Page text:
‘Mrs. Keckley Has Met With Great Success’
By JOAN PAULSON GAGE
Steven Spielberg’s “Lincoln” has cast a spotlight on a remarkable African-American woman who played a key role in influencing the president’s views on emancipation, bought her way out of slavery and fought to improve the lot of her people. And yet, when heroes of the Civil War era and the anti-slavery movement are celebrated, Elizabeth Keckley (portrayed in “Lincoln” by the actress Gloria Reuben) has been generally overlooked.
Until now. A play called “Mary T. & Lizzy K.,” by Tazewell Thompson, which examines the relationship between Mary Todd Lincoln and the dressmaker who became her confidante and closest friend, will open in March at the Mead Center for American Theater in Washington. (Keckley was also an important character in Paula Vogel’s “A Civil War Christmas,” which recently closed at New York Theater Workshop.) And Jennifer Chiaverini’s novel “Mrs. Lincoln’s Dressmaker” was published in January. All that in addition to her significant if less central appearance in the Spielberg film.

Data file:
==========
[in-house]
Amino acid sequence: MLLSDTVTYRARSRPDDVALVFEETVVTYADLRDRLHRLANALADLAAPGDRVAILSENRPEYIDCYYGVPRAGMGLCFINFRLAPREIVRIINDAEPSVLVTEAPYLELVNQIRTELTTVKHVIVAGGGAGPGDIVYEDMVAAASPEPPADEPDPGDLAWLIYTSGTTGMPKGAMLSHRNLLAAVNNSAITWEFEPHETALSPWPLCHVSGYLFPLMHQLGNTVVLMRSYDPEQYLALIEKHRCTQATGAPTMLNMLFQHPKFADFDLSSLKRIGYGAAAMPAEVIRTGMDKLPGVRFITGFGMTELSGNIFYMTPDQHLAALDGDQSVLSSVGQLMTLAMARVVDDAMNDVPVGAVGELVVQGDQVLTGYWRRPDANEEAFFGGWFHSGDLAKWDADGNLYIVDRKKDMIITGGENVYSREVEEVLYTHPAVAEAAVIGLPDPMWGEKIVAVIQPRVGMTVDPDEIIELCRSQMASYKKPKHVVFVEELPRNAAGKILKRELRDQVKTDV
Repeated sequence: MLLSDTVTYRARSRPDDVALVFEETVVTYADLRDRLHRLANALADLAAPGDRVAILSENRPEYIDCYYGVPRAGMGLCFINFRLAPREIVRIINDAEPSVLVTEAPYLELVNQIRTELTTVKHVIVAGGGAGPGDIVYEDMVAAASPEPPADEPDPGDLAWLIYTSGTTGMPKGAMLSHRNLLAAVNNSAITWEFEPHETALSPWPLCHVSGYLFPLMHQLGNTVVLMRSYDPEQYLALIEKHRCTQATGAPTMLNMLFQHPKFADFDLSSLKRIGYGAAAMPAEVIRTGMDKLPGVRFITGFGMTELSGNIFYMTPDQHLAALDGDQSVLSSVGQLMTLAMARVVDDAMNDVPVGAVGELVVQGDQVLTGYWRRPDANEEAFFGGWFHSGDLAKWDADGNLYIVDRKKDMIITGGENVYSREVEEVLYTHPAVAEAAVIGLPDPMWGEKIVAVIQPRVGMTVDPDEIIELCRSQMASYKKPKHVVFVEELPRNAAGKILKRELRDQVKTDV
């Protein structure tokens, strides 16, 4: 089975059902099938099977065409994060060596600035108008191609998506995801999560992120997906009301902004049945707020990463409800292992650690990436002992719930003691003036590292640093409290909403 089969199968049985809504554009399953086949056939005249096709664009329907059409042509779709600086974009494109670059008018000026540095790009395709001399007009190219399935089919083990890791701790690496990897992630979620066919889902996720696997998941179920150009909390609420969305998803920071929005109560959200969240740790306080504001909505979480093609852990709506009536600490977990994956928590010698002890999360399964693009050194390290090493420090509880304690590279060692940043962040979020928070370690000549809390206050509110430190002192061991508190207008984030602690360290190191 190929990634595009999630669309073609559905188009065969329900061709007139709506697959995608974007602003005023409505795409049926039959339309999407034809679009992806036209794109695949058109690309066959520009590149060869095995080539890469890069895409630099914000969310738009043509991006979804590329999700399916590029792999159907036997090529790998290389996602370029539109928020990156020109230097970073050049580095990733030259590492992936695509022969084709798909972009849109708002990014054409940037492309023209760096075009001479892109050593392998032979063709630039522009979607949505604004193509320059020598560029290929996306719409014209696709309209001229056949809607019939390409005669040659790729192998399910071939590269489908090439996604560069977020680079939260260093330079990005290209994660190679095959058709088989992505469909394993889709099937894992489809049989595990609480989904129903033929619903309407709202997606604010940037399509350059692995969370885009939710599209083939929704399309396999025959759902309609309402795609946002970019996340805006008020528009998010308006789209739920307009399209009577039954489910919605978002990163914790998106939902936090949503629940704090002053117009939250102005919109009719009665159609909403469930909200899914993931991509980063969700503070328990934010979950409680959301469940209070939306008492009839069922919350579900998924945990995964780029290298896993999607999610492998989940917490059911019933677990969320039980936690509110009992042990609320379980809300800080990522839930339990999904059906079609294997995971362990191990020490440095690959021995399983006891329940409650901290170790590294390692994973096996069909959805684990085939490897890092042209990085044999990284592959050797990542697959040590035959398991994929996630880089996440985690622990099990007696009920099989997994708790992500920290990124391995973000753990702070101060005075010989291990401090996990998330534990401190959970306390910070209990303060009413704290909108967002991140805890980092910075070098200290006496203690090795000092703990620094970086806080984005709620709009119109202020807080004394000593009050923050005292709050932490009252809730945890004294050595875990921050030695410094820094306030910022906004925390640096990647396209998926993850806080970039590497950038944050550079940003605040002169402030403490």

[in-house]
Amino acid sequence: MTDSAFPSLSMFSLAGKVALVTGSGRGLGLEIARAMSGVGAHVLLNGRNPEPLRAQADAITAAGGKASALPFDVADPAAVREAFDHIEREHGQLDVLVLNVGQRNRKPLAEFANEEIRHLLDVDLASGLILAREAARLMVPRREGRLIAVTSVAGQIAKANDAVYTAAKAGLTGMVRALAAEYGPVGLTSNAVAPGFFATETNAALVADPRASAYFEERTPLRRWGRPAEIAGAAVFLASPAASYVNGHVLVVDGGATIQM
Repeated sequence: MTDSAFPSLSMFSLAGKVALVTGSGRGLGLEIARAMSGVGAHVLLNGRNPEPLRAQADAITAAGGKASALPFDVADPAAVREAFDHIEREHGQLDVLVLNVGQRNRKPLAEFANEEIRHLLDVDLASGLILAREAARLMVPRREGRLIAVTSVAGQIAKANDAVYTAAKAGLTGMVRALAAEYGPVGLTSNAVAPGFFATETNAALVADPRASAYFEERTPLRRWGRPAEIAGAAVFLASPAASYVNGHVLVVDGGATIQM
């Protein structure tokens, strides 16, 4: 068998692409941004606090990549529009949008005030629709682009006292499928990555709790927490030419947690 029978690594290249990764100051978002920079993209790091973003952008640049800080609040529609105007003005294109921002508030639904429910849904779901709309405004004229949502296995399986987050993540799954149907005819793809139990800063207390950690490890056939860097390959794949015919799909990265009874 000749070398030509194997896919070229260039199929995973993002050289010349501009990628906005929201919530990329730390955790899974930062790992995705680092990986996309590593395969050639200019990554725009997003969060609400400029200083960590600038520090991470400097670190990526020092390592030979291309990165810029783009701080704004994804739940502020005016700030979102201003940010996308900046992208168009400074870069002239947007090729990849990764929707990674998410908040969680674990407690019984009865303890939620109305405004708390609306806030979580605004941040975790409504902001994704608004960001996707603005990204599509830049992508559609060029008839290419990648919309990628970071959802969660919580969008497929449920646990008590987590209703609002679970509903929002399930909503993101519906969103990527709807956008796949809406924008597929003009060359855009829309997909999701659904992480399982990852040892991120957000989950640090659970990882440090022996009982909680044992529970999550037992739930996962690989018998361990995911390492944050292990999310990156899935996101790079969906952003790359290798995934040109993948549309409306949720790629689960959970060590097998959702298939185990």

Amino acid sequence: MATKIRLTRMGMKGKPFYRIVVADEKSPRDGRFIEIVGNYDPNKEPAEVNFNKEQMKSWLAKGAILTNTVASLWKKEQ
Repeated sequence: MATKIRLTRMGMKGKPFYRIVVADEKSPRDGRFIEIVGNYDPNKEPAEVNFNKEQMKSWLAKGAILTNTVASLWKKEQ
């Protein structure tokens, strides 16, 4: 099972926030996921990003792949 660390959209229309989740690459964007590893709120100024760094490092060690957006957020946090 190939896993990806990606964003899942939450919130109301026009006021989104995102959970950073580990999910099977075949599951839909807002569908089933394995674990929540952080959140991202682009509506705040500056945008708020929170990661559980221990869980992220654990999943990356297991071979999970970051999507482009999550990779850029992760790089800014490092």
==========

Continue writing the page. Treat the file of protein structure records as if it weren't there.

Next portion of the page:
( The little-known details of Elizabeth Keckley’s life provide enough drama, tragedy and irony to inspire a mini-series — all of it true and a testament to one woman’s courage.Collapse )
Keckley's autobiography, Behind the Scenes Or, Thirty Years a Slave and Four Years in the White House, is in the public domain and can be read or downloaded for free.
The play Mary T. and Lizzie K. will run from March 15-April 28 at the Mead Center for American Theater in Washington, DC.
And finally, there are some articles about her son George Kirkland's military service here and here at The Sable Arm.